GWL 3rd April 1916

…………..The first course ends today;  taking everything all round I think it has gone well.  What other think  cannot tell.  There is no news.  The usual rumours running about, but what they all mean nobody knows.  France seems rather lively now, I think it is going to be a pretty strenuous year  there.  Give my love to everybody at home.  Arthur has come back”.

With the onset of spring activity in France was increasing.  From Sir Douglas Haig’s First Despatch:

6.On the 27th March our troops made an attack with the object of straightening out the line at St. Eloi, and cutting away the small German salient which encroached on the semicircle of our line in the Ypres salient to a depth of about 100 yards over a front of some 600 yards. The operation was begun by the firing of six very large mines; the charge was so heavy that the explosion was felt in towns several miles behind the lines, and large numbers of the enemy were killed. Half a minute after the explosion our infantry attack was launched aiming at the German Second Line. The right attack met with little opposition, and captured its assigned objective; but the left attack was not so successful, and a gap was left in possession of the Germans, through which they entered one of the craters. The following’ days were spent by both sides in heavy bombardment and in unsuccessful attacks, intended on our part to capture the remaining trenches, and on the part of the Germans to drive us from the positions we had occupied. In the very early morning of April 3rd we succeeded in recapturing the crater and the trenches still held by the enemy, thereby securing the whole of our original objective. We had, moreover, captured five officers and 195 men in the first attack on March 27th, and five officers and 80 men in the attack on April 3rd. The work of consolidating our new position, however, proved extremely difficult, owing to the wet soil, heavy shelling and mine explosions; though pumps were brought up and efforts at draining were. instituted, the result achieved was comparatively small. By dint of much heavy work the Brigade holding these trenches succeeded in reducing the water in the trenches by 2 feet by the morning of the 5th. This state of affairs could not, even so, be regarded as satisfactory; and during the 5th the enemy’s bombardment increased in intensity, and the new trenches practically ceased to exist.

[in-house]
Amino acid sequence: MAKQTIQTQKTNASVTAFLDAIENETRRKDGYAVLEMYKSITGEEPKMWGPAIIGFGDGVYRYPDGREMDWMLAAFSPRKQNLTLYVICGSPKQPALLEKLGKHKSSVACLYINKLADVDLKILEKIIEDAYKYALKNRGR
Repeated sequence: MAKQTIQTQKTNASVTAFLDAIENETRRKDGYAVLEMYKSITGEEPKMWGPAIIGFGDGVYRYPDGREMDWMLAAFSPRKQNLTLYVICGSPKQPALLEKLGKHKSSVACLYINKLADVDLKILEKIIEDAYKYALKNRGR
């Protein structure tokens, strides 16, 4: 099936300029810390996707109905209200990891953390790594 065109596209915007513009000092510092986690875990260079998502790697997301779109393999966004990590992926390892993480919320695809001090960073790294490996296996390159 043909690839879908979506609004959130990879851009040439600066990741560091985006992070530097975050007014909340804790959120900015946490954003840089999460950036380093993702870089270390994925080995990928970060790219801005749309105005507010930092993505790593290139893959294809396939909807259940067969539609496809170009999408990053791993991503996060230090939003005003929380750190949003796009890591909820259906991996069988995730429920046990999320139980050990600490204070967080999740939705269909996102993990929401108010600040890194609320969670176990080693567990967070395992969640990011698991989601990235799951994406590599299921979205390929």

On the morning of the 6th the enemy attacked with one battalion supported by another; he penetrated our new line, and gained the two westernmost craters. It is difficult to follow in detail the fighting of the next three weeks, which consisted in repeated attacks by both sides on more or less isolated mine craters, the trench lines having been destroyed by shell fire. Great efforts were made to maintain communication with the garrisons of these advanced posts, and with considerable success. But there were periods of uncertainty, and some misconception as to the state of affairs arose. On the 11th it was reported to me that we had recaptured all that remained of the position won by us on the 27th March and 3rd April. This report, probably due to old craters having been mistaken for new ones, was subsequently found to be incorrect. The new craters, being exposed to the enemy’s view and to the full weight of his artillery fire, have proved untenable, and at the present time our troops are occupying trenches roughly in the general line which was held by them before the 27th.

Arthur was aboard HMS Raglan, an Abercrombie class Monitor built specifically for shore bombardment.  She was built by Harland and Wolff and launched in 1915.


HMS Raglan

{next post 7th April}


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